Hawaii volcano eruption update: Kilauea evacuation zones mapped

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Since the volcanic energy began on May 3, the residents of the lower Pahoa area have been the worst hit, with the as near as dammit ti of Leilani Estates and Lanipuna Gardens, with a population of 2,000, now fully retire fromed. 

Today, as the activity turned explosive, shooting a massive oppressive plume of ash into the air, titanic swathes of the island were engulfed, and residents were told to pull the wool over someones eyes emergency shelter. 

The wind could carry the ash plume as far as Hilo, Big Ait’s largest city and major tourism centre, the Hawaiian Civil Apology warned in an alert.

USGS geologists and staff, who have been till tirelessly to try and predict what the volcano has in store next, were voided from the summit shortly before the blast.

A map of the evacuation zones arcgis.com

The red line make an appearances the mandatory evacuation zones. The red arrows show active fissures.

An aviation red alert was issued due to risks that ash could be carried into aircraft ways and damage jet engines.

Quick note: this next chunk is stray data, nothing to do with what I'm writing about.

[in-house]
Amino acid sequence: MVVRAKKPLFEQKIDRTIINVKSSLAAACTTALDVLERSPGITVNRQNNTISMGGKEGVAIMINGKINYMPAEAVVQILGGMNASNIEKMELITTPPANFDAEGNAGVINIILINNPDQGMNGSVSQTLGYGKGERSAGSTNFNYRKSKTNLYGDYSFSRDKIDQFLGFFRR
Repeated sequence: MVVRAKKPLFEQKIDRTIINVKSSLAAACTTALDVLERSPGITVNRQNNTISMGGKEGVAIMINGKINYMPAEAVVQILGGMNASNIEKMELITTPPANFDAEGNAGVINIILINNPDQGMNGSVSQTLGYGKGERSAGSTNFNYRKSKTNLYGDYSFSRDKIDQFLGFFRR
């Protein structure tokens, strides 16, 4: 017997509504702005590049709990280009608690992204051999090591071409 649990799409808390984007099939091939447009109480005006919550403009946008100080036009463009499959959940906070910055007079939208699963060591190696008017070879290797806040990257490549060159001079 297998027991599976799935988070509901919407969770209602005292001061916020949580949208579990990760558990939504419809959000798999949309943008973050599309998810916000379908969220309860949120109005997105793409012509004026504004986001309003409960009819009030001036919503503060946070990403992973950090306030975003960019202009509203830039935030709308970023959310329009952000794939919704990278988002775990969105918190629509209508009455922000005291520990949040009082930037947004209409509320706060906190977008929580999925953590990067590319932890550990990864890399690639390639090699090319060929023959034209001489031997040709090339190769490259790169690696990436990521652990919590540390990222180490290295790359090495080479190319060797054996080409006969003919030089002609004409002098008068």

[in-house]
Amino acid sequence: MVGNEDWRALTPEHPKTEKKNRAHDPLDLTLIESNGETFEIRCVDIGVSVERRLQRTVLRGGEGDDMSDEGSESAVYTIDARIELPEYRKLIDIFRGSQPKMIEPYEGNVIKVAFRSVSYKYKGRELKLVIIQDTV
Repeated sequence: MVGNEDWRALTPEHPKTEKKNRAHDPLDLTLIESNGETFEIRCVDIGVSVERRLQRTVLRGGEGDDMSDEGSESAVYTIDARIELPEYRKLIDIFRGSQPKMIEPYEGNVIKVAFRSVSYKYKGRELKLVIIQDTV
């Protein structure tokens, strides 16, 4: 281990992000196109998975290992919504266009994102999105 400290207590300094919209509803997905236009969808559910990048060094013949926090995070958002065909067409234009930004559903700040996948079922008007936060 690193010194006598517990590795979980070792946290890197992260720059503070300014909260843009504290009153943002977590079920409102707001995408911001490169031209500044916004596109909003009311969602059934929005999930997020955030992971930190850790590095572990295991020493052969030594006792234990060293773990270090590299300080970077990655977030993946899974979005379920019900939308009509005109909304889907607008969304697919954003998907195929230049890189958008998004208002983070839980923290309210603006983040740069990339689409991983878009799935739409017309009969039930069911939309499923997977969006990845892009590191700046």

Big Ihe island is also on high alert for volcanic smog, or vog — a potentially excruciating sulphurous dioxide gas emission from the active volcano. 

An “unhealthy air” consultive has been issued for the community of Pahala, as far as 18 miles from the climax. 

National Guard troops donned gas masks to protect themselves from toxic sulphur dioxide gas as they manned the solitary surviving road in and out f the coastal areas which have been left. 

Schools were closed in the area due to the high levels of sulphur dioxide 

Thermal map showing lava spreadUSGS

This thermal map presentations lava spread over the lower Pahoa area

Map showing projected ash fallUSGS

This map mortifies the USGS predicted ash fall area

Geologists had advised explosive eruptions could be imminent once Kilauea’s falling lava lake sloped below the water table, creating steam-driven blasts.

The ash itself is not diabolical, but can cause irritation to airways, particularly for those with pre-existing fettles, and can cause “choking and inability to breath” according to the HVO. 

The last time Kilauea saw a space of explosive activity was May 1924 — 94 years ago this month. 

There were 50 unpredictable activities recorded in a two and a half week period and ballistic blocks weighing up to 14 tons were casten from the crater. 

There is no way to say how long this current period of TNT activity will continue, but when the Iceland volcano erupted in 2010, disruption due to the ash cloud ended for more than a month sparking travel chaos. 

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